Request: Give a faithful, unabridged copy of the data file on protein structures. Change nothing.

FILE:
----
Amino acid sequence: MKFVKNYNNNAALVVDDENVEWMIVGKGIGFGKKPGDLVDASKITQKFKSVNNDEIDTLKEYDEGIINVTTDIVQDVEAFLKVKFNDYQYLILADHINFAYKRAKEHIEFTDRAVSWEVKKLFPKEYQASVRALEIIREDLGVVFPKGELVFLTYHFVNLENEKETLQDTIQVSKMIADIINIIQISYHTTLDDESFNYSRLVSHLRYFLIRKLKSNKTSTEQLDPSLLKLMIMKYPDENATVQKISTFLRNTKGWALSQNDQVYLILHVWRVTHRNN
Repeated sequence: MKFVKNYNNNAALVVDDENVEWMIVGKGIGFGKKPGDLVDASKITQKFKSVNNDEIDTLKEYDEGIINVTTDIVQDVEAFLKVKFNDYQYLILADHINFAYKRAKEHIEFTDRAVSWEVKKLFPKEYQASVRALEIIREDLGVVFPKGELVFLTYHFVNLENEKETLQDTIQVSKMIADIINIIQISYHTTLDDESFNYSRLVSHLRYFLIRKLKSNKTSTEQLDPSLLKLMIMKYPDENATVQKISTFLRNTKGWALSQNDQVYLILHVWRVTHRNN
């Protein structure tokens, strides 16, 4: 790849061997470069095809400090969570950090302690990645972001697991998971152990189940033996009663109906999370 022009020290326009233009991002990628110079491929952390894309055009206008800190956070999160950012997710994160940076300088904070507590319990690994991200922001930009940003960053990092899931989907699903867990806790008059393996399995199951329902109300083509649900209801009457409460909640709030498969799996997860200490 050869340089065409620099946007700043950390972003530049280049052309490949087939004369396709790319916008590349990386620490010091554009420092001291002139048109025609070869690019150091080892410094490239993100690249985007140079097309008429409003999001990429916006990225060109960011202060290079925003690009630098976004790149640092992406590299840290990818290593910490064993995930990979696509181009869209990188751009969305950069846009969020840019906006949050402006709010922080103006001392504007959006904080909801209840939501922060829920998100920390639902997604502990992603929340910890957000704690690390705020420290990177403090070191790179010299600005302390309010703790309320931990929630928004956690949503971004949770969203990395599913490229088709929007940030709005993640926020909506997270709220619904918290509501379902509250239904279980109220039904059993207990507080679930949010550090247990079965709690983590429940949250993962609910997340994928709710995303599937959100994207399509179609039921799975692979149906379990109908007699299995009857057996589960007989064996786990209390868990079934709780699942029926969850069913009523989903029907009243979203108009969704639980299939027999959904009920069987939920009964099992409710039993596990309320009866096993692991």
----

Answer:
Amino acid sequence: MKFVKNYNNNAALVVDDENVEWMIVGKGIGFGKKPGDLVDASKITQKFKSVNNDEIDTLKEYDEGIINVTTDIVQDVEAFLKVKFNDYQYLILADHINFAYKRAKEHIEFTDRAVSWEVKKLFPKEYQASVRALEIIREDLGVVFPKGELVFLTYHFVNLENEKETLQDTIQVSKMIADIINIIQISYHTTLDDESFNYSRLVSHLRYFLIRKLKSNKTSTEQLDPSLLKLMIMKYPDENATVQKISTFLRNTKGWALSQNDQVYLILHVWRVTHRNN
Repeated sequence: MKFVKNYNNNAALVVDDENVEWMIVGKGIGFGKKPGDLVDASKITQKFKSVNNDEIDTLKEYDEGIINVTTDIVQDVEAFLKVKFNDYQYLILADHINFAYKRAKEHIEFTDRAVSWEVKKLFPKEYQASVRALEIIREDLGVVFPKGELVFLTYHFVNLENEKETLQDTIQVSKMIADIINIIQISYHTTLDDESFNYSRLVSHLRYFLIRKLKSNKTSTEQLDPSLLKLMIMKYPDENATVQKISTFLRNTKGWALSQNDQVYLILHVWRVTHRNN
């Protein structure tokens, strides 16, 4: 790849061997470069095809400090969570950090302690990645972001697991998971152990189940033996009663109906999370 022009020290326009233009991002990628110079491929952390894309055009206008800190956070999160950012997710994160940076300088904070507590319990690994991200922001930009940003960053990092899931989907699903867990806790008059393996399995199951329902109300083509649900209801009457409460909640709030498969799996997860200490 050869340089065409620099946007700043950390972003530049280049052309490949087939004369396709790319916008590349990386620490010091554009420092001291002139048109025609070869690019150091080892410094490239993100690249985007140079097309008429409003999001990429916006990225060109960011202060290079925003690009630098976004790149640092992406590299840290990818290593910490064993995930990979696509181009869209990188751009969305950069846009969020840019906006949050402006709010922080103006001392504007959006904080909801209840939501922060829920998100920390639902997604502990992603929340910890957000704690690390705020420290990177403090070191790179010299600005302390309010703790309320931990929630928004956690949503971004949770969203990395599913490229088709929007940030709005993640926020909506997270709220619904918290509501379902509250239904279980109220039904059993207990507080679930949010550090247990079965709690983590429940949250993962609910997340994928709710995303599937959100994207399509179609039921799975692979149906379990109908007699299995009857057996589960007989064996786990209390868990079934709780699942029926969850069913009523989903029907009243979203108009969704639980299939027999959904009920069987939920009964099992409710039993596990309320009866096993692991």